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Presentation on theme: "VISION, MISSION, VALUES & GOALS - Why and how!"— Presentation transcript:


Why bother? At best this quartet of vision, mission, values and goals is capable of guiding your everyday steps to achieving your work-place dreams and becoming your team’s ultimate “Coach”. At worst they create huge obstacles to success because they are confused, uninspiring and lacking in clarity – together they then become the Coach you need to fire ASAP. So our tools for both triumph or tribulation appear to be over-used jargon where everyone talks about creating a vision, mission, values and goals, everyone has an opinion and even worse, everyone defines the terms in different ways. Inside this chaos is good sense. Put clear meaning into the jargon and we are invited to make that meaning specific to our business team and: Speed up our decision making, Know where to focus resources, Be more efficient and Ensure every action builds towards the future we have designed.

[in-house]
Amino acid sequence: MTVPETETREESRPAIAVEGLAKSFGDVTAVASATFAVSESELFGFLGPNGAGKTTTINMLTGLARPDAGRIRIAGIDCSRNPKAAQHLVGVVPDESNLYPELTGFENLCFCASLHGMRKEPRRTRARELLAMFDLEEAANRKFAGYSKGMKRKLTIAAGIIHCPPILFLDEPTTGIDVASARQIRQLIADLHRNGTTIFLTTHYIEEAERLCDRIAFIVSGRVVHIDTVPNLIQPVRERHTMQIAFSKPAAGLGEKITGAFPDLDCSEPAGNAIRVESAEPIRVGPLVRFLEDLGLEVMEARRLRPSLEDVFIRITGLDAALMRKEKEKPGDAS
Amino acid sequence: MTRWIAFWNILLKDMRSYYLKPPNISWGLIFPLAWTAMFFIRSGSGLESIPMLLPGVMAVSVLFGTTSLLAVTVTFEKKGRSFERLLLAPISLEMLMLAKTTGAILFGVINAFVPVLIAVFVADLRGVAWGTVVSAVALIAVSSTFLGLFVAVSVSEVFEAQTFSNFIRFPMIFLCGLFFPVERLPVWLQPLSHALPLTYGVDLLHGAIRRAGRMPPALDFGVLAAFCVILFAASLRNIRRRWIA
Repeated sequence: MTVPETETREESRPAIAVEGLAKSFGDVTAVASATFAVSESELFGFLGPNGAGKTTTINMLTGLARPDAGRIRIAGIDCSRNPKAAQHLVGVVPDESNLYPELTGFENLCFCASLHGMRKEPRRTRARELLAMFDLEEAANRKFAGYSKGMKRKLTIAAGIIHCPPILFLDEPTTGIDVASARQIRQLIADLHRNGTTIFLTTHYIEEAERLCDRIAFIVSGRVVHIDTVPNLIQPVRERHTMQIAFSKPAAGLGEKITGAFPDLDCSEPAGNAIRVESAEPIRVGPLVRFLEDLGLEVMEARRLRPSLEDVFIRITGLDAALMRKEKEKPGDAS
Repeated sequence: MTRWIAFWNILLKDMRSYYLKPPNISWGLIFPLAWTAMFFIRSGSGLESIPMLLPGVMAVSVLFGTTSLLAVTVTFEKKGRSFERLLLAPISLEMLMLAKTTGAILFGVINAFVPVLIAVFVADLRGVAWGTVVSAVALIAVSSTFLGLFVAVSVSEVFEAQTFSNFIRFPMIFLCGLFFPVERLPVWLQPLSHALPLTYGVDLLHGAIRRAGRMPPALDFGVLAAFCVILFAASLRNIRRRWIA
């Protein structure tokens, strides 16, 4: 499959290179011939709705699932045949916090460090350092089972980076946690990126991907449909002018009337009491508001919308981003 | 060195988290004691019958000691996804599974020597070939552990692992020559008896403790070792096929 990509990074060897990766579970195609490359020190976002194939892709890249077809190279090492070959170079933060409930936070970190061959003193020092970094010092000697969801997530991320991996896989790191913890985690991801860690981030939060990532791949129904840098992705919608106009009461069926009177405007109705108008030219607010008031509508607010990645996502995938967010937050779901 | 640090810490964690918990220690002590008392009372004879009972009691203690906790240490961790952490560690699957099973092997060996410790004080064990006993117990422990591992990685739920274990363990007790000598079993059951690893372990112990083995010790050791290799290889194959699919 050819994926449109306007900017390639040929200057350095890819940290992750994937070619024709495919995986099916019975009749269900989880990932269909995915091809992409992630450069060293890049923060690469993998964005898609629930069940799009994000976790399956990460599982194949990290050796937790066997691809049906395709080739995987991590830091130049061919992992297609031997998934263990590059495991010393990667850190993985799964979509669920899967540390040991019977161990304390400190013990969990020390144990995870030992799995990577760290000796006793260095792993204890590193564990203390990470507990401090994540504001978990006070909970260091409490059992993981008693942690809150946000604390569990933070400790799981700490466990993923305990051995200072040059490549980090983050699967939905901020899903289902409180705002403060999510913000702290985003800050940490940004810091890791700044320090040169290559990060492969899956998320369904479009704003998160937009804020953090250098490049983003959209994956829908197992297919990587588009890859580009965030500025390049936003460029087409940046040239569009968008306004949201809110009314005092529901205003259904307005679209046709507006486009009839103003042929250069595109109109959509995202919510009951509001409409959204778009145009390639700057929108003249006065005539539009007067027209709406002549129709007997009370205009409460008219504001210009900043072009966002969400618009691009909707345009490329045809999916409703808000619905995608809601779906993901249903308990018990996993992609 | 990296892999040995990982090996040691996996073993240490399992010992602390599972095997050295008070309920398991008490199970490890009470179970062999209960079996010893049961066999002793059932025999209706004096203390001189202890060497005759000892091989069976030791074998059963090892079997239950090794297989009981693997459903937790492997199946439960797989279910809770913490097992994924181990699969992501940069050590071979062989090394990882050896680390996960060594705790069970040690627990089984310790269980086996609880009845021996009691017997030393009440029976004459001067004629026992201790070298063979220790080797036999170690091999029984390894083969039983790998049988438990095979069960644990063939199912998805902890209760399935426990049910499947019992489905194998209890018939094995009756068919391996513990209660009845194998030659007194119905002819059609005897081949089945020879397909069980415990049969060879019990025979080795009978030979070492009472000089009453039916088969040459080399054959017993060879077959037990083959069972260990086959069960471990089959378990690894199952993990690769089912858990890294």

Is this relevant to me? We all have a choice, whether we are under-resourced and marginalized in Group Fitness or enjoy significant investment and management support. It’s all about perspective. Oakley took his last $300 and made some revolutionary sports sunglasses in his garage, when his wife was expecting their first child. Some would say it’s not possible with so little money. His view was an absolute commitment to find how he could make it happen with $ And now Oakley is a global brand across several product categories and continues to seek out how to grow into new products/services. Whether you have $300 or $3 million as a budget and a team of 2 or 200, you can choose to meet obstacles with a readiness to find new ways to build your team’s success or you can opt out. Les Mills International challenges you to take the quartet of vision, mission, values and goals and create a Coach which will allow your team to be all that it can be, with every action underpinned by clear purpose. How do I develop our Vision, Mission, Values and Goals – our “Coach”? If possible, it would be ideal to have an independent consultant facilitate your developing your “Coach”. However, in the event this is not feasible, we have put together an overview of relevant definitions plus how to create your vision, mission, values and goals, working with your team, in-house.

4 VISION, MISSION, VALUES & GOALS When jargon has meaning